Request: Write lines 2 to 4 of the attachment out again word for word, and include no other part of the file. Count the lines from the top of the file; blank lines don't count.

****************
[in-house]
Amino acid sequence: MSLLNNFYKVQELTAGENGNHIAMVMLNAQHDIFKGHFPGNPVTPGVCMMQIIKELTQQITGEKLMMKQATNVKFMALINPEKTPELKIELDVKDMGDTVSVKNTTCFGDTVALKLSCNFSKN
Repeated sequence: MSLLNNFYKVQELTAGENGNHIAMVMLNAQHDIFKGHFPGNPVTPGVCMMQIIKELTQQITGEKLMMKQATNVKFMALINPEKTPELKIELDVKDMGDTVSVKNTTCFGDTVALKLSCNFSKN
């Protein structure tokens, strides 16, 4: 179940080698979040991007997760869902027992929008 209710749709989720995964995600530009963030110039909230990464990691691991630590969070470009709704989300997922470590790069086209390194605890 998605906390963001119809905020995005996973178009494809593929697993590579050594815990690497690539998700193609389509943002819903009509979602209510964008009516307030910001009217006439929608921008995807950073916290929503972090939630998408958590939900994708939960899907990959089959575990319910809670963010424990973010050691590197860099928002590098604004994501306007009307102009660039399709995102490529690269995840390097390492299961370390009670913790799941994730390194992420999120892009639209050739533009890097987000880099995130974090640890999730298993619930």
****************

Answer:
Amino acid sequence: MSLLNNFYKVQELTAGENGNHIAMVMLNAQHDIFKGHFPGNPVTPGVCMMQIIKELTQQITGEKLMMKQATNVKFMALINPEKTPELKIELDVKDMGDTVSVKNTTCFGDTVALKLSCNFSKN
Repeated sequence: MSLLNNFYKVQELTAGENGNHIAMVMLNAQHDIFKGHFPGNPVTPGVCMMQIIKELTQQITGEKLMMKQATNVKFMALINPEKTPELKIELDVKDMGDTVSVKNTTCFGDTVALKLSCNFSKN
């Protein structure tokens, strides 16, 4: 179940080698979040991007997760869902027992929008 209710749709989720995964995600530009963030110039909230990464990691691991630590969070470009709704989300997922470590790069086209390194605890 998605906390963001119809905020995005996973178009494809593929697993590579050594815990690497690539998700193609389509943002819903009509979602209510964008009516307030910001009217006439929608921008995807950073916290929503972090939630998408958590939900994708939960899907990959089959575990319910809670963010424990973010050691590197860099928002590098604004994501306007009307102009660039399709995102490529690269995840390097390492299961370390009670913790799941994730390194992420999120892009639209050739533009890097987000880099995130974090640890999730298993619930």